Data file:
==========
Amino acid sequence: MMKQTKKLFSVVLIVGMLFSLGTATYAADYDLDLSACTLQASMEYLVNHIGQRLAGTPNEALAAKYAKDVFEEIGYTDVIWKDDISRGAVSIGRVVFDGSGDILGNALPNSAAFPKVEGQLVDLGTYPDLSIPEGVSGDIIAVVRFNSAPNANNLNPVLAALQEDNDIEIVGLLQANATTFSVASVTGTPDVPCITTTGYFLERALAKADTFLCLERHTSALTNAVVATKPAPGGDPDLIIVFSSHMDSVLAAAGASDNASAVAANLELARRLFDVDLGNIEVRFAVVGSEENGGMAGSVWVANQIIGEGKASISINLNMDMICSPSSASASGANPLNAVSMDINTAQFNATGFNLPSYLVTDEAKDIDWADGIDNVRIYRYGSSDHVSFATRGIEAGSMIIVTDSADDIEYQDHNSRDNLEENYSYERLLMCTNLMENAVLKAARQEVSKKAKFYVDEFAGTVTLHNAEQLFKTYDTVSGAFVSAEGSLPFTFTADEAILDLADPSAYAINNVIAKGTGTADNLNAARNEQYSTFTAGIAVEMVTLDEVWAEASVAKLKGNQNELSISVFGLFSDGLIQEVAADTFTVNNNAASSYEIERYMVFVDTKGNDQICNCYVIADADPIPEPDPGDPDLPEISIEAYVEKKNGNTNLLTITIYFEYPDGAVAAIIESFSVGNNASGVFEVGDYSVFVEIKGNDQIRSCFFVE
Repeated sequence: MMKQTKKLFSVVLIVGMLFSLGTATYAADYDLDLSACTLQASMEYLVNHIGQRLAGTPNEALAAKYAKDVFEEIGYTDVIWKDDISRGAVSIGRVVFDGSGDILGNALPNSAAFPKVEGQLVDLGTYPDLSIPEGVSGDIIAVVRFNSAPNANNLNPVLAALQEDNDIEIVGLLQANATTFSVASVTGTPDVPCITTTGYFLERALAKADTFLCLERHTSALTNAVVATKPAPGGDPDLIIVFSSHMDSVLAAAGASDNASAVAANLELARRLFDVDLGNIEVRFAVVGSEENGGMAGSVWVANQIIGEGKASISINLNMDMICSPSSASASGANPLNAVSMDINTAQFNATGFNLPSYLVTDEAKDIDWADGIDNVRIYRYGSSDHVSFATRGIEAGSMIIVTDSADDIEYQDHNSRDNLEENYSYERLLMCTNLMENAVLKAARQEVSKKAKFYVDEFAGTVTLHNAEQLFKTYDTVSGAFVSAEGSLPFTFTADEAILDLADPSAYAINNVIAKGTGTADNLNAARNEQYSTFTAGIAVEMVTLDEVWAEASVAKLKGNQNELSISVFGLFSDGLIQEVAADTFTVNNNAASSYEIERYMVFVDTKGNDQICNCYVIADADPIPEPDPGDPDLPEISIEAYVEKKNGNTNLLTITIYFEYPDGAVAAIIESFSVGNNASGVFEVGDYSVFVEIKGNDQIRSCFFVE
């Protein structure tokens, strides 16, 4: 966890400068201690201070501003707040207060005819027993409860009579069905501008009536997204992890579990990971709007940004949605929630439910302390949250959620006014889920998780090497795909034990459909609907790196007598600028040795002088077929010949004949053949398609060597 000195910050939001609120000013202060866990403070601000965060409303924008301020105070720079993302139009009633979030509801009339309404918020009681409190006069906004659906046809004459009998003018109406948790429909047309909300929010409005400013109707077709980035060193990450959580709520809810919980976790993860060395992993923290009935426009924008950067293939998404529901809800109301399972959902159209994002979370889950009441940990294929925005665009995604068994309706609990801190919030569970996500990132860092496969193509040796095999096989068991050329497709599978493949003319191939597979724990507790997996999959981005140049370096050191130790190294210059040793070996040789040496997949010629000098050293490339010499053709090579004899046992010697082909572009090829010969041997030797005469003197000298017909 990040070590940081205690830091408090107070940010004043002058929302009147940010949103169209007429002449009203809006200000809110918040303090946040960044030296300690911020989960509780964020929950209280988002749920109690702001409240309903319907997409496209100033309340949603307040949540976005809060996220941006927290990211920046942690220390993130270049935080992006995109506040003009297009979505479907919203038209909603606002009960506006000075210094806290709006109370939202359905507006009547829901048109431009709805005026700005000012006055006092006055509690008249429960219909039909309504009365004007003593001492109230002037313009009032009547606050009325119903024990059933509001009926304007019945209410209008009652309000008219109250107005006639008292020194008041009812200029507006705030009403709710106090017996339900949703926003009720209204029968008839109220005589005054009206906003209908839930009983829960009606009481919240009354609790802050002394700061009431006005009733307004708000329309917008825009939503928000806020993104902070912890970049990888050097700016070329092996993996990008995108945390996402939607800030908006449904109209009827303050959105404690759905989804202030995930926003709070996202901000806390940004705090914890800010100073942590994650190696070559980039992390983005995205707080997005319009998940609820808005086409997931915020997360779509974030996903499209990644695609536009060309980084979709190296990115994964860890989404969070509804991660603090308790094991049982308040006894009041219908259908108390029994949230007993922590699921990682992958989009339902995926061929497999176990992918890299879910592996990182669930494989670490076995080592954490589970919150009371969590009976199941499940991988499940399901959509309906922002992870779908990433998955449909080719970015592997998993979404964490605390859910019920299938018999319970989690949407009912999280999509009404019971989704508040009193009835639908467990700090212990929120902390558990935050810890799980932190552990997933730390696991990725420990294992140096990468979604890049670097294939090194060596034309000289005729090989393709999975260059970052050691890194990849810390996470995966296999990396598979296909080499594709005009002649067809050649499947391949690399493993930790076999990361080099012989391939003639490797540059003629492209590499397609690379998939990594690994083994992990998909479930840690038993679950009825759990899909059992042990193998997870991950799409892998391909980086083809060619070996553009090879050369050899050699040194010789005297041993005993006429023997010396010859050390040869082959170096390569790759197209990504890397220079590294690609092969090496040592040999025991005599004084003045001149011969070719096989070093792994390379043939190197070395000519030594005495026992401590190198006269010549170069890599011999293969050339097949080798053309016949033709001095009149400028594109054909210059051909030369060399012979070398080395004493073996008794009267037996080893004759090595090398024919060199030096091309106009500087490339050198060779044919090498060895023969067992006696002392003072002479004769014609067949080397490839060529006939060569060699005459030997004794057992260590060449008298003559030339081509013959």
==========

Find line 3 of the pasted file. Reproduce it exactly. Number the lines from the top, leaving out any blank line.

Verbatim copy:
């Protein structure tokens, strides 16, 4: 966890400068201690201070501003707040207060005819027993409860009579069905501008009536997204992890579990990971709007940004949605929630439910302390949250959620006014889920998780090497795909034990459909609907790196007598600028040795002088077929010949004949053949398609060597 000195910050939001609120000013202060866990403070601000965060409303924008301020105070720079993302139009009633979030509801009339309404918020009681409190006069906004659906046809004459009998003018109406948790429909047309909300929010409005400013109707077709980035060193990450959580709520809810919980976790993860060395992993923290009935426009924008950067293939998404529901809800109301399972959902159209994002979370889950009441940990294929925005665009995604068994309706609990801190919030569970996500990132860092496969193509040796095999096989068991050329497709599978493949003319191939597979724990507790997996999959981005140049370096050191130790190294210059040793070996040789040496997949010629000098050293490339010499053709090579004899046992010697082909572009090829010969041997030797005469003197000298017909 990040070590940081205690830091408090107070940010004043002058929302009147940010949103169209007429002449009203809006200000809110918040303090946040960044030296300690911020989960509780964020929950209280988002749920109690702001409240309903319907997409496209100033309340949603307040949540976005809060996220941006927290990211920046942690220390993130270049935080992006995109506040003009297009979505479907919203038209909603606002009960506006000075210094806290709006109370939202359905507006009547829901048109431009709805005026700005000012006055006092006055509690008249429960219909039909309504009365004007003593001492109230002037313009009032009547606050009325119903024990059933509001009926304007019945209410209008009652309000008219109250107005006639008292020194008041009812200029507006705030009403709710106090017996339900949703926003009720209204029968008839109220005589005054009206906003209908839930009983829960009606009481919240009354609790802050002394700061009431006005009733307004708000329309917008825009939503928000806020993104902070912890970049990888050097700016070329092996993996990008995108945390996402939607800030908006449904109209009827303050959105404690759905989804202030995930926003709070996202901000806390940004705090914890800010100073942590994650190696070559980039992390983005995205707080997005319009998940609820808005086409997931915020997360779509974030996903499209990644695609536009060309980084979709190296990115994964860890989404969070509804991660603090308790094991049982308040006894009041219908259908108390029994949230007993922590699921990682992958989009339902995926061929497999176990992918890299879910592996990182669930494989670490076995080592954490589970919150009371969590009976199941499940991988499940399901959509309906922002992870779908990433998955449909080719970015592997998993979404964490605390859910019920299938018999319970989690949407009912999280999509009404019971989704508040009193009835639908467990700090212990929120902390558990935050810890799980932190552990997933730390696991990725420990294992140096990468979604890049670097294939090194060596034309000289005729090989393709999975260059970052050691890194990849810390996470995966296999990396598979296909080499594709005009002649067809050649499947391949690399493993930790076999990361080099012989391939003639490797540059003629492209590499397609690379998939990594690994083994992990998909479930840690038993679950009825759990899909059992042990193998997870991950799409892998391909980086083809060619070996553009090879050369050899050699040194010789005297041993005993006429023997010396010859050390040869082959170096390569790759197209990504890397220079590294690609092969090496040592040999025991005599004084003045001149011969070719096989070093792994390379043939190197070395000519030594005495026992401590190198006269010549170069890599011999293969050339097949080798053309016949033709001095009149400028594109054909210059051909030369060399012979070398080395004493073996008794009267037996080893004759090595090398024919060199030096091309106009500087490339050198060779044919090498060895023969067992006696002392003072002479004769014609067949080397490839060529006939060569060699005459030997004794057992260590060449008298003559030339081509013959």